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The world is witnessing the growth of a global movement facilitated by technology and social media and fuelled by information one that contains enormous potential to create more accountable, efficient, responsive, and effective governments and businesses, and to spur economic growth. Open data sit at the heart of this global movement. Access to data allows individuals and organisations to develop new insights and innovations that can improve the lives of others and help to improve the flow of information within and between countries. While governments and businesses collect a wide range of data, they do not always share these data in ways that are easily discoverable, useable, or understandable by the public. This is a missed opportunity. Today, people expect to be able to access information and services electronically when and how they want. Increasingly, this is true of government data as well. We have arrived at a tipping point, heralding a new era in which people can use open data to generate insights, ideas, and services to create a better world for all. Open data can increase transparency about what government and business are doing. Open data also increase awareness about how countries natural resources are used, how extractives revenues are spent, and how land is transacted and managed. All of which promotes accountability and good governance, enhances public debate, and helps to combat corruption. Transparent data on G8 development assistance are also essential for accountability. Providing access to government data can empower individuals, the media, civil society, and business to fuel better outcomes in public services such as health, education, public safety, environmental protection, and governance. Open data can do this by: showing how and where public money is spent, providing strong incentives for that money to be used most effectively; enabling people to make better informed choices about the services they receive and the standards they should expect.

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Open Data Charter, June 2013


Freely-available government data can be used in innovative ways to create useful tools and products that help people navigate modern life more easily. Used in this way, open data are a catalyst for innovation in the private sector, supporting the creation of new markets, businesses, and jobs. Beyond government, these benefits can multiply as more businesses adopt open data practices modelled by government and share their own data with the public. We, the G8, agree that open data are an untapped resource with huge potential to encourage the building of stronger, more interconnected societies that better meet the needs of our citizens and allow innovation and prosperity to flourish. We therefore agree to follow a set of principles that will be the foundation for access to, and the release and re-use of, data made available by G8 governments. They are:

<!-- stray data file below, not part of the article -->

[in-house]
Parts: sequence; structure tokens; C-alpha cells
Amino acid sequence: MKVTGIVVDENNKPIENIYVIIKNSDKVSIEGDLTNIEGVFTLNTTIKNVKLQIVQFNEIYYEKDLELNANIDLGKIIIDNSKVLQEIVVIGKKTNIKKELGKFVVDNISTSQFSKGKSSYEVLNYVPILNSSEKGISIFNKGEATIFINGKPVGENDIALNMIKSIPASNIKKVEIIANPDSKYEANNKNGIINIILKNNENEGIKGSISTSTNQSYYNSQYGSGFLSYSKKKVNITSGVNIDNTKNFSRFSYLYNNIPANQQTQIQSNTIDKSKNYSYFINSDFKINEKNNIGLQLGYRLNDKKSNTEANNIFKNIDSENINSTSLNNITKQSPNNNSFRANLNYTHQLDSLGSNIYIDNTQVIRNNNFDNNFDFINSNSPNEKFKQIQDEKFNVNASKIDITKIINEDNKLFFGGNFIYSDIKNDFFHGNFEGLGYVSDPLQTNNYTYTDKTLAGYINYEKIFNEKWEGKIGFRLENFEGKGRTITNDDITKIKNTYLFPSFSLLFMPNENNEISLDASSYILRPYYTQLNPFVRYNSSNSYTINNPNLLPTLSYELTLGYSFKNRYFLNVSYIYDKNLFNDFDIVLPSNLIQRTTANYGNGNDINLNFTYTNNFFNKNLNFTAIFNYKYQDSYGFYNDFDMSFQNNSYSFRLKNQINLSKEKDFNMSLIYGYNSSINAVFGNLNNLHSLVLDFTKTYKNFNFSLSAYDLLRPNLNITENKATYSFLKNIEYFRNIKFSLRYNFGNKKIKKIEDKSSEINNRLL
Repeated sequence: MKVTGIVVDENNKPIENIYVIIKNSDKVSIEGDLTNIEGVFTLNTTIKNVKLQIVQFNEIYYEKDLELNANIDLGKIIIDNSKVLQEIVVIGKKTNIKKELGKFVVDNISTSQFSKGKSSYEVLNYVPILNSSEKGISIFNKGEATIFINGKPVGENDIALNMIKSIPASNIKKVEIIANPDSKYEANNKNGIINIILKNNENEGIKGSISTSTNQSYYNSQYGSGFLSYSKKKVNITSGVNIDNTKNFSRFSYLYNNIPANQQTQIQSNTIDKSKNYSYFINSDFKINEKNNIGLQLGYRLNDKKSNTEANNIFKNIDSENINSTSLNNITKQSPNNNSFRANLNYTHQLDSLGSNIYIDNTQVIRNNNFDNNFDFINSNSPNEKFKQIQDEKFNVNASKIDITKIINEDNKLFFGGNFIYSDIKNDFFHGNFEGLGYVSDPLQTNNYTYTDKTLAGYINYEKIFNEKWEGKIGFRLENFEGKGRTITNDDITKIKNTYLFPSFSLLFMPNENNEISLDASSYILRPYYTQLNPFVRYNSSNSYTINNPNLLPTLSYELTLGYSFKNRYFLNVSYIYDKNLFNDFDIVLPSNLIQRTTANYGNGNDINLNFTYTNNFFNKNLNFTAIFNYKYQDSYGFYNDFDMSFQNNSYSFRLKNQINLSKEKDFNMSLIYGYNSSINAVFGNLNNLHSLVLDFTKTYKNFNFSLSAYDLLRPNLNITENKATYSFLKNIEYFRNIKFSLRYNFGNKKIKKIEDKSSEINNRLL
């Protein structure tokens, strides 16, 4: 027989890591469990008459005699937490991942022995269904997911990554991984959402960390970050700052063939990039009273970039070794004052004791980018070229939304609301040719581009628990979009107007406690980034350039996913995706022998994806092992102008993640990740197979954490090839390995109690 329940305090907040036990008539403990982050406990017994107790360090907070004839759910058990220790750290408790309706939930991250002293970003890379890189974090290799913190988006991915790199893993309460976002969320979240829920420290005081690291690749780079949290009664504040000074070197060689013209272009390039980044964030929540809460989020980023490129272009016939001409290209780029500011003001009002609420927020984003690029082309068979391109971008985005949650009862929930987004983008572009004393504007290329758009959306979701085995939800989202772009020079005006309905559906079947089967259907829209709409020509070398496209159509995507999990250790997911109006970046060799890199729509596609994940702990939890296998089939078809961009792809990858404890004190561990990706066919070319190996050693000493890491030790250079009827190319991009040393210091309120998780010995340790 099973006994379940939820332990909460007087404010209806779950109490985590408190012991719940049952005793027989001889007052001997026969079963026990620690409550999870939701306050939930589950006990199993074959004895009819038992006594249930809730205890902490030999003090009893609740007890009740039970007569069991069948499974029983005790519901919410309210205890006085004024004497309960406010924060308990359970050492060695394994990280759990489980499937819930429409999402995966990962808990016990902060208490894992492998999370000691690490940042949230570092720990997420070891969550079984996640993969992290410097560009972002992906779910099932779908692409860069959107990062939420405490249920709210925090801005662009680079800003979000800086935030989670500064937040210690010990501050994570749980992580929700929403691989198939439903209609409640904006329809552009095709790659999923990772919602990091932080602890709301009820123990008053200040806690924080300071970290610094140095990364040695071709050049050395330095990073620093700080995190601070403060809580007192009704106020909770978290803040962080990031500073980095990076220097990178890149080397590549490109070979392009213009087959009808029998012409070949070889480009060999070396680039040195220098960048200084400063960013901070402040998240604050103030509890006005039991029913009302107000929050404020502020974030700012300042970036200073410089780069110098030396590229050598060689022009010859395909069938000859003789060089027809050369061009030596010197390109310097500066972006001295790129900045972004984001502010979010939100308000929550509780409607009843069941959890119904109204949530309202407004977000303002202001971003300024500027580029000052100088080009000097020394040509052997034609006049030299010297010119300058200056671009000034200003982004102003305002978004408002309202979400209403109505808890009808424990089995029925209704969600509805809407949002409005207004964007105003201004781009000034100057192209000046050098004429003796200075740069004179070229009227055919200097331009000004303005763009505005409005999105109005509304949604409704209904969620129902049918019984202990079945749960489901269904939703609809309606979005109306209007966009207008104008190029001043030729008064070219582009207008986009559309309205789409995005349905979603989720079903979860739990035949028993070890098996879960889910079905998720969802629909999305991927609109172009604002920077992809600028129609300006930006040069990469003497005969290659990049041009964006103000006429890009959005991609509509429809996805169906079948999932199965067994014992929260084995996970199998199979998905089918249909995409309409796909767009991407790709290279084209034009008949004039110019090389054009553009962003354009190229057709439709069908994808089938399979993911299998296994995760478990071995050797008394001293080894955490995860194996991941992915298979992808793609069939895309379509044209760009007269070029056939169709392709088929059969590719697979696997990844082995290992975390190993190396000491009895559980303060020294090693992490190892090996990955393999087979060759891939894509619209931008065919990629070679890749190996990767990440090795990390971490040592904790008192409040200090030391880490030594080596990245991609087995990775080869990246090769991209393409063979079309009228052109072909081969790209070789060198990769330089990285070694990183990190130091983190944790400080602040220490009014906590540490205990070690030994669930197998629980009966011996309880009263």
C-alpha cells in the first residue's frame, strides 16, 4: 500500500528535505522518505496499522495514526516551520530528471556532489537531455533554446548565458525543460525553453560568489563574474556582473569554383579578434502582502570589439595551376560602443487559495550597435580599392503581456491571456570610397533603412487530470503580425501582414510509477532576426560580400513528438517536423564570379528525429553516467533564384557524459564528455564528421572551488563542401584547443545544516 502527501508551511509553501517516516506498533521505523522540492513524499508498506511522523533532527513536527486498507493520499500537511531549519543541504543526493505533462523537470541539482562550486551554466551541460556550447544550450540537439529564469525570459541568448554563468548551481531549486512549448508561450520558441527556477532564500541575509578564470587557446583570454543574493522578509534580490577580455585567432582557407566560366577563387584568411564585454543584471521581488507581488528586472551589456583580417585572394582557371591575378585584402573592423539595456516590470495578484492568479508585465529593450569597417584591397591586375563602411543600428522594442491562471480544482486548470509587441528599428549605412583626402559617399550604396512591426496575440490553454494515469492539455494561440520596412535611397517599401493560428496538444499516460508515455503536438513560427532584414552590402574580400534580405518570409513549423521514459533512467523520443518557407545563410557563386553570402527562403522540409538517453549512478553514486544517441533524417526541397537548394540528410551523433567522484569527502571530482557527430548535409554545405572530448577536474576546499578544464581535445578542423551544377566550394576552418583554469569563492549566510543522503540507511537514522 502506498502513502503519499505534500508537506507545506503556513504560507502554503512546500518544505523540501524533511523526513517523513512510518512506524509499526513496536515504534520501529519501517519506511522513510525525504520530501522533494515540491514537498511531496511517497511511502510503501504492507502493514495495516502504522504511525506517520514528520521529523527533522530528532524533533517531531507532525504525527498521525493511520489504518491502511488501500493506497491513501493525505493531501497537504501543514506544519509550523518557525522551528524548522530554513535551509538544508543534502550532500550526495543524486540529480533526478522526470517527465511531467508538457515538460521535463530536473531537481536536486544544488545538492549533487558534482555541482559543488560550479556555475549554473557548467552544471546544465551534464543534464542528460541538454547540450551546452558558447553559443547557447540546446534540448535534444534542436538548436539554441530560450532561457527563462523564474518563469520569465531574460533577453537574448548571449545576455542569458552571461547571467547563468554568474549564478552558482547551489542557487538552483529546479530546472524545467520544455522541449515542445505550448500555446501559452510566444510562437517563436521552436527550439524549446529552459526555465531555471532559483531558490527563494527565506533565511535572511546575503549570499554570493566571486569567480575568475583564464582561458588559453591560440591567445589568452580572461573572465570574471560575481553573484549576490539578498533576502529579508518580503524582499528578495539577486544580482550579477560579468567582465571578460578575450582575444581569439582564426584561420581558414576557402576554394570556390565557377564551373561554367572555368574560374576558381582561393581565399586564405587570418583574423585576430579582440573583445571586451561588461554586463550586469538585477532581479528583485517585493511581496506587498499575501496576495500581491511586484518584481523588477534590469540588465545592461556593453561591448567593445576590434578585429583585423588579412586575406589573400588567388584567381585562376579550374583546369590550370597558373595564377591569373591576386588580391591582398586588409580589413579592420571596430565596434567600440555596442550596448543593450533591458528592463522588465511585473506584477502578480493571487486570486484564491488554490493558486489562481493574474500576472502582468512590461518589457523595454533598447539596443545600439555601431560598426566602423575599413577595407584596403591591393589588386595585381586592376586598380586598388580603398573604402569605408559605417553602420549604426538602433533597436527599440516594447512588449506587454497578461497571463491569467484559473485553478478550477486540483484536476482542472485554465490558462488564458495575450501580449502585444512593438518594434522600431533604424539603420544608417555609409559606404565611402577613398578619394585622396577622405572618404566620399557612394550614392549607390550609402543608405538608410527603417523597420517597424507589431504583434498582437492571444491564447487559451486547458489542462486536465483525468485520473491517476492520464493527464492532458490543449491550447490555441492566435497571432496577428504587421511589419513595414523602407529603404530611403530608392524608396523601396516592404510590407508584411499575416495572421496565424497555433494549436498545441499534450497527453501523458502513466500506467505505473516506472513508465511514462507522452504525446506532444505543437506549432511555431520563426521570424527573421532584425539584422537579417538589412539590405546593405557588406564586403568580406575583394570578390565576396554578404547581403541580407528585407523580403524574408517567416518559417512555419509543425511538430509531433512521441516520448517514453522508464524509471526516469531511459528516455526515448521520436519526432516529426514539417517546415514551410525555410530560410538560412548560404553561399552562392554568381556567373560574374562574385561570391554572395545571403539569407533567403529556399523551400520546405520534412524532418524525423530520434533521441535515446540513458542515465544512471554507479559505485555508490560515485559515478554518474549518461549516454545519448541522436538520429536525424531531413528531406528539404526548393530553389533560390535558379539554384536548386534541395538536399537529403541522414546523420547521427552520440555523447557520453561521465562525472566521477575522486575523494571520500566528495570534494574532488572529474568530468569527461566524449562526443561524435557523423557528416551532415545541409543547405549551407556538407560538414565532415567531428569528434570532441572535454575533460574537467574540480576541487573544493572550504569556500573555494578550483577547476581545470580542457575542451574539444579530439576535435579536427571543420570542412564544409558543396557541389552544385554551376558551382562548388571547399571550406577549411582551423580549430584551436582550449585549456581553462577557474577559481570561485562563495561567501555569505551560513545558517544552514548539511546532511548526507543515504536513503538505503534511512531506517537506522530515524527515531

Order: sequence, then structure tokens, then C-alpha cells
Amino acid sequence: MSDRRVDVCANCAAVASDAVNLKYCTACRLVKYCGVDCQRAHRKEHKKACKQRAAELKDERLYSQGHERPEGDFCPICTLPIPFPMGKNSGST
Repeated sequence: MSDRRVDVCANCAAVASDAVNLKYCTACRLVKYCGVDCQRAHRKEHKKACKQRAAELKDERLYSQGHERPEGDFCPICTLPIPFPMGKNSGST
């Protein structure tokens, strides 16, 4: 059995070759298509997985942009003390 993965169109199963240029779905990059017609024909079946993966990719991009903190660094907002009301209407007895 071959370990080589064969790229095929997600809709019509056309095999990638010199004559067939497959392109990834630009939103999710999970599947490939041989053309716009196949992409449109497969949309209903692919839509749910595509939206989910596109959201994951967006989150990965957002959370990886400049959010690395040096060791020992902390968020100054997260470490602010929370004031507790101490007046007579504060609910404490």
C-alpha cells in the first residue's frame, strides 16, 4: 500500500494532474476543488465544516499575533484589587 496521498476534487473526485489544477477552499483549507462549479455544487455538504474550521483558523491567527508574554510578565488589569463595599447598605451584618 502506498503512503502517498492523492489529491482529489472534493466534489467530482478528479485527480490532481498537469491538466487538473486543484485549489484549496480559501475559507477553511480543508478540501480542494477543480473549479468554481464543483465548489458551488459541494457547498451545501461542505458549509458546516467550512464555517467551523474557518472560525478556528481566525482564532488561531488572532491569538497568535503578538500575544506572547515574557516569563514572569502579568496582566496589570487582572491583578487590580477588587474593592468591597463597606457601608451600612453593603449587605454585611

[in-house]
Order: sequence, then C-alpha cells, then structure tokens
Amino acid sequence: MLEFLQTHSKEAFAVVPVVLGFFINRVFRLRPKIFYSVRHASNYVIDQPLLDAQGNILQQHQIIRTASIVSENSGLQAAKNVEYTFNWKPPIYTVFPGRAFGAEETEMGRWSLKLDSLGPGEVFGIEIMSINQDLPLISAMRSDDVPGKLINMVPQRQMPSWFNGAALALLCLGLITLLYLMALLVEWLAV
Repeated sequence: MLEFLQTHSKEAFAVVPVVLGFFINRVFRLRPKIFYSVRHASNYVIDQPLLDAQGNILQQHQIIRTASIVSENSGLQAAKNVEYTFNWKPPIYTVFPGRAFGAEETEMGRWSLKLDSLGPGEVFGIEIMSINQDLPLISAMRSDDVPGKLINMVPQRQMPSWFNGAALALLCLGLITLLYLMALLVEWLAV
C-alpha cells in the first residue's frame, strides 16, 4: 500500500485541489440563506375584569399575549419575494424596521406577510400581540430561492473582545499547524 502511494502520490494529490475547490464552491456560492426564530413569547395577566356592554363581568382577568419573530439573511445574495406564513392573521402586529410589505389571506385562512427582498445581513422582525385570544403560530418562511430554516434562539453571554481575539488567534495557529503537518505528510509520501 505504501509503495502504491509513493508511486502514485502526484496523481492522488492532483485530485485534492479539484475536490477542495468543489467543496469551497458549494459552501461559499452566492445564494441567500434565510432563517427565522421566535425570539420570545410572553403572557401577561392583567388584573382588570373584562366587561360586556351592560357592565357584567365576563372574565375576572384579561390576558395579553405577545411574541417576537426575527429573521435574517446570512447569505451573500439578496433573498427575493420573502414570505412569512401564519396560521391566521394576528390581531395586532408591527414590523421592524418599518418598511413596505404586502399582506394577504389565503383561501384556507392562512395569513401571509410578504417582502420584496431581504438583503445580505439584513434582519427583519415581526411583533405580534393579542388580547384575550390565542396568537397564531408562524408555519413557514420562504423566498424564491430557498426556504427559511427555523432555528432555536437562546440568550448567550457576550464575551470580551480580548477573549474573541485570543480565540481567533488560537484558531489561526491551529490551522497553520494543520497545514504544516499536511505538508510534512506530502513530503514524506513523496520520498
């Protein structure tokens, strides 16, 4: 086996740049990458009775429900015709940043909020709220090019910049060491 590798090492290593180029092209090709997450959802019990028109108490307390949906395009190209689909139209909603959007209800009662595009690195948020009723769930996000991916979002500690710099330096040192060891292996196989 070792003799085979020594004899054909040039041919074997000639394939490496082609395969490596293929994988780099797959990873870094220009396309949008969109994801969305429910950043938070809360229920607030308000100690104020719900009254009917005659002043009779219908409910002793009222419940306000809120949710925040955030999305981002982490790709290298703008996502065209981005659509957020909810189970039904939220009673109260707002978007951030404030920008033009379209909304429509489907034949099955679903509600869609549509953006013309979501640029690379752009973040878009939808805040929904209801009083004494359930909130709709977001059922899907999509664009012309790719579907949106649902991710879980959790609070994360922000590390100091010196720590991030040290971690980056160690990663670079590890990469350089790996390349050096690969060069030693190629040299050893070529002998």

Open Data by Default Quality and Quantity Useable by All Releasing Data for Improved Governance Releasing Data for Innovation


While working within our national political and legal frameworks, we will implement these principles in accordance with the technical best practises and timeframes set out in our national action plans. G8 members will, by the end of this year, develop action plans, with a view to implementation of the Charter and technical annex by the end of 2015 at the latest. We will review progress at our next meeting in 2014. We also recognise the benefits of open data can and should be enjoyed by citizens of all nations. In the spirit of openness we offer this Open Data Charter for consideration by other countries, multinational organisations and initiatives.


Principle 1: Open Data by Default


We recognise that free access to, and subsequent re-use of, open data are of significant value to society and the economy. We agree to orient our governments towards open data by default. We recognise that the term government data is meant in the widest sense possible. This could apply to data owned by national, federal, local, or international government bodies, or by the wider public sector.